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Easter ‘prayer Offensive’ Launched on Behalf of Palestinian Freedom

April 4, 1990
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The holiest week of the year for Christians may this year become the setting for a unique offensive in the Israeli-Palestinian conflict.

The Middle East Council of Churches, a consortium of 24 Middle Eastern churches, has launched a “prayer offensive” on behalf of the Palestinian people, to take place from Palm Sunday, April 8, to the Feast of Pentecost on June 3.

To be distributed to churches throughout the world, and in America by the National Council of Churches, the “Prayer from Jerusalem” seeks to “strengthen those who thirst for mercy and justice, but have been deprived of the right to live in dignity.”

“We come to Jerusalem with you,” the prayer reads, “and we see that there are those who live in fear. Grant them inner peace. Free them from the illusion that depriving others of their rights, or even eliminating them, will provide security or reaffirm self-identity.”

Jewish groups, including the American Jewish Committee and the National Jewish Community Relations Advisory Council, as well as the National Council of Christians and Jews, have reacted to the prayer with alarm.

“We believe this prayer transmits a strong anti-Israel bias,” said Rabbi A. James Rudin, AJCommittee’s interreligious affairs director. It makes the “reckless and unjustified claim that Palestinian Arabs are being deprived of their ‘very right to life’ by Israel.

“Such language implies that the physical destruction of the Palestinian community is the goal and policy of Israel. This is malicious slander,” he said in a statement.


Rudin asserted that the prayer is a thinly veiled attack on the State of Israel in liturgical form. Its use during the Christian holy week would inject a divisive and polarizing element into such services, he said.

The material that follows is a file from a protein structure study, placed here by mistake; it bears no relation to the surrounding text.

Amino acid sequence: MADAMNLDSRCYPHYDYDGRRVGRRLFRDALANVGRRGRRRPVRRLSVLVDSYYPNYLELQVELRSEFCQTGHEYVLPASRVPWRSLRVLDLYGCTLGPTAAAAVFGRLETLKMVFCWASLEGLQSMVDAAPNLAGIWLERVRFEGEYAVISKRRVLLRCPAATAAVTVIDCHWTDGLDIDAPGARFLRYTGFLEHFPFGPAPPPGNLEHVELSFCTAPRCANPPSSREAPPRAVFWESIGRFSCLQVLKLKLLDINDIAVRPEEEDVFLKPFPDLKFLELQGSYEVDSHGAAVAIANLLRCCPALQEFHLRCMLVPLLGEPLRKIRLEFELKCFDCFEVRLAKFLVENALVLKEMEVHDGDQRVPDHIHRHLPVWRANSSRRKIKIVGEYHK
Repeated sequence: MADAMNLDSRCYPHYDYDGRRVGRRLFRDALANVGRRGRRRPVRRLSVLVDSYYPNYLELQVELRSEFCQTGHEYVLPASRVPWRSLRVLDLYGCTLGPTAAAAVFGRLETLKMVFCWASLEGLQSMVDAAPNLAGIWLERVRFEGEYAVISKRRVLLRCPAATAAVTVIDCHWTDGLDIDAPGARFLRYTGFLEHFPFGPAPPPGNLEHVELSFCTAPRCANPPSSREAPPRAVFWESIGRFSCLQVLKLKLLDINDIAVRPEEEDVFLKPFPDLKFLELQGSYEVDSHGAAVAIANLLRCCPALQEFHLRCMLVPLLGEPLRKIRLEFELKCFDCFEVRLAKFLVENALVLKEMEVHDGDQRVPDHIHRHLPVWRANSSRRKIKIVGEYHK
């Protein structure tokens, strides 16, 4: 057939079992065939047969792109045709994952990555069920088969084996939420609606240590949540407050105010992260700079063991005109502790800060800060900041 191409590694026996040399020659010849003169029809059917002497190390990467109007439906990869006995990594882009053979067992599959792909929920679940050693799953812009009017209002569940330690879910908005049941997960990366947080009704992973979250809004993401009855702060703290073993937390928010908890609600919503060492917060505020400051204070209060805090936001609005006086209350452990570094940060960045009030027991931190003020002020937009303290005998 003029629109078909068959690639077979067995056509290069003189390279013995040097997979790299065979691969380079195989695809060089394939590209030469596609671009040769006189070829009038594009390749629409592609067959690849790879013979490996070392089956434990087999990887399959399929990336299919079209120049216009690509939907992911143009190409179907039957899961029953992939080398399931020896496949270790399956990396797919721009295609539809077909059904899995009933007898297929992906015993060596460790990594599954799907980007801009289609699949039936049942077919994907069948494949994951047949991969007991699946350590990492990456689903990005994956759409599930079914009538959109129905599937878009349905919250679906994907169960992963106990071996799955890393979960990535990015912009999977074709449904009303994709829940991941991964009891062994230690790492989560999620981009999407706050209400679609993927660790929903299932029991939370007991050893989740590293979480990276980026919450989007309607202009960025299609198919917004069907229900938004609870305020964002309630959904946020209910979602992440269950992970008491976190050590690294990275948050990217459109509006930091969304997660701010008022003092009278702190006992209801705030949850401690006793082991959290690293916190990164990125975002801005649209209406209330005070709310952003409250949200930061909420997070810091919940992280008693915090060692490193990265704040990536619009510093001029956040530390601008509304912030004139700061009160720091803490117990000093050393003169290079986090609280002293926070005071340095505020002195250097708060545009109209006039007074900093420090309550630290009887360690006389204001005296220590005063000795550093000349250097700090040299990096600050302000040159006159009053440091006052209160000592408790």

The National Conference of Christians and Jews fears that the prayer will sour Christian-Jewish relations. “I urge you to be alert in a proactive manner to tensions that may arise in your region over the ‘Prayer from Jerusalem,’ ” Elliot Wright, NCCJ senior vice president of program development, said in a memorandum to NCCJ regional directors.

Arden Shenker, chairman of NJCRAC, went as far as to call the prayer a “theological screen for political extremism and distortion,” filled with “mischievous innuendoes, sly insinuations and gross inaccuracies.”

The prayer seeks to “divide, polarize and to inflame,” he said.

But the National Council of Churches does not see what all the fuss is about.

“I think they’ve read a lot more into the prayer than is there,” said Charles Kimbell, the council’s Middle East director. “To call it anti-Israel is to read it with prejudice. I think there are many positive points in the prayer that are being overlooked.”

The council, which serves as an umbrella organization for 32 church denominations and approximately 45 million constituents, insists that the prayer is not unfair or inappropriate.

“It’s no great surprise that there are serious issues of lack of full rights on the part of the Palestinians,” said Kimbell. “What you’re hearing is the words of Palestinian Christians who are praying. This is the concern that they themselves have voiced.

“We are merely responding to their request that it be distributed,” he said. “Churches can use it or not use it as they see fit.”


Some churches, in fact, have decided not to adopt the prayer. The Dutch Council of Churches and individual Protestant churches in West Germany have refused to use the prayer, calling it “one-sided.”

The Middle East Council effort, which goes under the name Christians for Peace in the Holy Land, was initiated at an international meeting in Geneva in November 1989, but its origins date back at least two years.

In January 1988, the heads of Eastern Orthodox, Roman Catholic, Lutheran and Anglican churches in Jerusalem issued a joint statement calling upon churches throughout the world to join them in a search for a “real peace based on justice” for all the people of the region.

In April 1989, they reiterated their appeal, adding a request to the United Nations “to give urgent attention to the plight of the Palestinian people.”

The Palm Sunday prayer is meant to initiate “a period of action and reflection,” according to Gabriel Habib, the Middle East Council’s general secretary. Activities will include prayers and fasting, public events, representations to governments and various events in Jerusalem.

“This is nothing new,” said Rudin. “Over the last 15 years, the Middle East Council has shown a consistent anti-Israel bias. This year it’s responding to the intifada. If it wasn’t the intifada, it would be something else.”

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